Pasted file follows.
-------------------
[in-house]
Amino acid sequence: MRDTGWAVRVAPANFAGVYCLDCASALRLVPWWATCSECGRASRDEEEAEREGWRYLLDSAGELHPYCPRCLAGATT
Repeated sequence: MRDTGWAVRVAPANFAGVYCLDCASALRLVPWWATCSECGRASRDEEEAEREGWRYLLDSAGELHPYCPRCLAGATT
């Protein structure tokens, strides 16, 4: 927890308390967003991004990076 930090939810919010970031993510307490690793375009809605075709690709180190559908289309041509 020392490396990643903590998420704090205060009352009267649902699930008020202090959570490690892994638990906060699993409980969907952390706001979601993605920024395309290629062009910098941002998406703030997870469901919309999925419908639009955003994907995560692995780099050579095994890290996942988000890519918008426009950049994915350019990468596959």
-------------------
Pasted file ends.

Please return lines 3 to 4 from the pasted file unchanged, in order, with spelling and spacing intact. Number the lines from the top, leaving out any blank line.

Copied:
Repeated sequence: MRDTGWAVRVAPANFAGVYCLDCASALRLVPWWATCSECGRASRDEEEAEREGWRYLLDSAGELHPYCPRCLAGATT
């Protein structure tokens, strides 16, 4: 927890308390967003991004990076 930090939810919010970031993510307490690793375009809605075709690709180190559908289309041509 020392490396990643903590998420704090205060009352009267649902699930008020202090959570490690892994638990906060699993409980969907952390706001979601993605920024395309290629062009910098941002998406703030997870469901919309999925419908639009955003994907995560692995780099050579095994890290996942988000890519918008426009950049994915350019990468596959």